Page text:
Businesses don't have a moral compass, people do.

When I was 10 I asked my Mum why business people looked dead behind the eyes.

Fast forward 20 years and I was the one with dead eyes. That glazed, vacant look people get when they've been drained of humanity.

At that point I was seven years into running Nice and Serious with my business partner Ben. We had started our creative agency because we wanted to make creative work the world needs, not to run a business. But running a business we were, and it was exhausting.

When you stack the stress of having to pay salaries with rent, office fruit bowls and obligatory Headspace subscriptions, is it any wonder that the decisions business leaders make put profit above anything else? If you disagree, you probably haven't run a business.

To cope with this stress we erect professional edifices to cope; the boardroom, jargon, professional dress, job titles and intimidating marble foyers. All of which merely distance ourselves from the truth that most businesses are just four walls with a bunch of squishy, unpredictable, emotional humans hemmed in.

The whole charade drains the humanity out of us. So we become detached and liable to make decisions that disregard long-term consequences, in favour of short-term reward or stress relief.

It pains me to say it, but that had become us. We had started to take on vacuous briefs to feed the beast, not to further our purpose. And our team had called us out. After the indignation had subsided - did they know how much pressure we were under to pay their salaries?! - it dawned on me that our business didn't have a moral compass. Yes we had a snappy purpose statement and labelled ourselves as ‘ethical’, but ultimately the direction of travel was down to Ben and I, and the stresses of running a business were clouding our judgement.

So we got the team together and considered how could we bring humanity back into the decision making process - how could we give our business a moral compass?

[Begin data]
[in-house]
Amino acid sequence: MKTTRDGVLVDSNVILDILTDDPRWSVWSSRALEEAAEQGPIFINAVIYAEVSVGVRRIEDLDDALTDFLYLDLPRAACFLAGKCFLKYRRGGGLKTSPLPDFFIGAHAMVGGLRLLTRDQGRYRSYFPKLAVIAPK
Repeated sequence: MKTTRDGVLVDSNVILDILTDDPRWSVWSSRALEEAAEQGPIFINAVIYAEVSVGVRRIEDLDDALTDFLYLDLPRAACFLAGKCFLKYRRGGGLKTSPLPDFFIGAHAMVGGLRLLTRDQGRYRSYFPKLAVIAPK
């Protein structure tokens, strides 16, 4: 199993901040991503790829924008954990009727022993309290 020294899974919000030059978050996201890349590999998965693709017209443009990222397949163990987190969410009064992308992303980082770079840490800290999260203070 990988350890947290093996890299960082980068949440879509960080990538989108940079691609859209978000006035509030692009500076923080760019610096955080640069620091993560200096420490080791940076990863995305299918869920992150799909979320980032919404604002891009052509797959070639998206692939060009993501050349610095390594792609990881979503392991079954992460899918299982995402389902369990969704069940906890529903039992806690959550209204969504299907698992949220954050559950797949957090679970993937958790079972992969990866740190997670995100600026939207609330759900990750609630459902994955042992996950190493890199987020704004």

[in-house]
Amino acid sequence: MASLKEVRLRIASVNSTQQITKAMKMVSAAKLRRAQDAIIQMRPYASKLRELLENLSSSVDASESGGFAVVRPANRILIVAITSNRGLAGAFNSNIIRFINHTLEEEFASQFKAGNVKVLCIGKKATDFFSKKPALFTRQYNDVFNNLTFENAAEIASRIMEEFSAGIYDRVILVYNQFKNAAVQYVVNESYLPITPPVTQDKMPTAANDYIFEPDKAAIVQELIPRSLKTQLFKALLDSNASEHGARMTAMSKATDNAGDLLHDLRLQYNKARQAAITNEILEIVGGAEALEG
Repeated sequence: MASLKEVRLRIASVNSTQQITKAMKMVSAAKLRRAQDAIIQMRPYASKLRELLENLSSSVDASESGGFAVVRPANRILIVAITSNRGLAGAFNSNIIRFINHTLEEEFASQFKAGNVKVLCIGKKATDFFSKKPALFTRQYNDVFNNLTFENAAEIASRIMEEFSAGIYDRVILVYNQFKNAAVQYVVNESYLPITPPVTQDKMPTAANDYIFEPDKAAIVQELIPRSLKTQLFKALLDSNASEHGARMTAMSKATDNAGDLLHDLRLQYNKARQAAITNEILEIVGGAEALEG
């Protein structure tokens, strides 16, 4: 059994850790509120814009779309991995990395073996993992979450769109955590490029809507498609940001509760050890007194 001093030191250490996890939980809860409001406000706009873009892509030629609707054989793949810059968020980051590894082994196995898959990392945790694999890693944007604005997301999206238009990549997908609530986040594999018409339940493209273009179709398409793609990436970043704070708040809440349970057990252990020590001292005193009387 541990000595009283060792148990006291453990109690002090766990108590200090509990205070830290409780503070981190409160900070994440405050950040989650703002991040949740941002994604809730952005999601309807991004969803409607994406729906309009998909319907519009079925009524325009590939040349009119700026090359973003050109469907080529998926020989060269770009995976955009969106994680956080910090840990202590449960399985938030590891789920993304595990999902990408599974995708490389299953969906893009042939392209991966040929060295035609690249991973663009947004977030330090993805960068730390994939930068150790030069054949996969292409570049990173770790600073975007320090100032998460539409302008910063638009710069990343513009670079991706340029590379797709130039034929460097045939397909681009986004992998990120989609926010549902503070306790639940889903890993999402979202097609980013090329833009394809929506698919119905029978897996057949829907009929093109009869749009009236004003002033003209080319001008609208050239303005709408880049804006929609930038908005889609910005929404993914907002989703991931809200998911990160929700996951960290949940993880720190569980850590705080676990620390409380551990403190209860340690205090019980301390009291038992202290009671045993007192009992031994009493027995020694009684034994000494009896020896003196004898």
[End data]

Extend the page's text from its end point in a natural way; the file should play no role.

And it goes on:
The thought was a simple one. We realised that a business can't have a moral compass, because only humans have morals. But given that any business is nothing more than a collection of people, it stands to reason that the moral compass of a business should be a reflection of the collective moral compass of the people who work there.

So with that principle in mind, we set about building a tool that would disrupt and democratise the decision-making process at Nice and Serious. Later that year, the Moral Compass was born.

It's a simple app that allows our team to anonymously vote on the briefs we work on, based on whether they align with our purpose or not.

Here's how it works:

  • We enter our purpose statement into the app.
  • We enter a brief and the team gets a notification.
  • The team anonymously votes based on the extent to which they believe the brief aligns with our purpose statement.
  • The Moral Compass aggregates the responses and generates a percentage alignment score. If it's 51% or above it's a net positive result and therefore a pass, if it's 50% or below it's a net negative result and therefore a fail.

For the last five years the team have democratically voted on every single brief we've worked on.

This means we've had to reject many briefs during that time - projects that simply didn't align with our purpose. Seen purely through a business school lens, this may appear hopelessly idealistic. But here's the real question: if you are not willing to draw a line in the sand, to occasionally say 'no', can you genuinely say that your business has a moral compass? As ad-man Bill Bernbach once put it "A principle isn't a principle until it costs you something."

By bringing humanity back into the decision-making process, the Moral Compass has helped us dismantle many of those professional edifices that were throwing us off course. It has strengthened our brand in the eyes of our clients, despite creating some awkward conversations about briefs that have failed to pass. It has genuinely empowered the team who have since had an active role in charting our course. It’s quite literally codified our purpose into our business.

A global pandemic really puts your purpose to the test. Once we reach the other side, people will judge whether your purpose had any substance. And if the answer is no, perhaps it’s time to reassess, redefine and make your team the guardians of it going forward.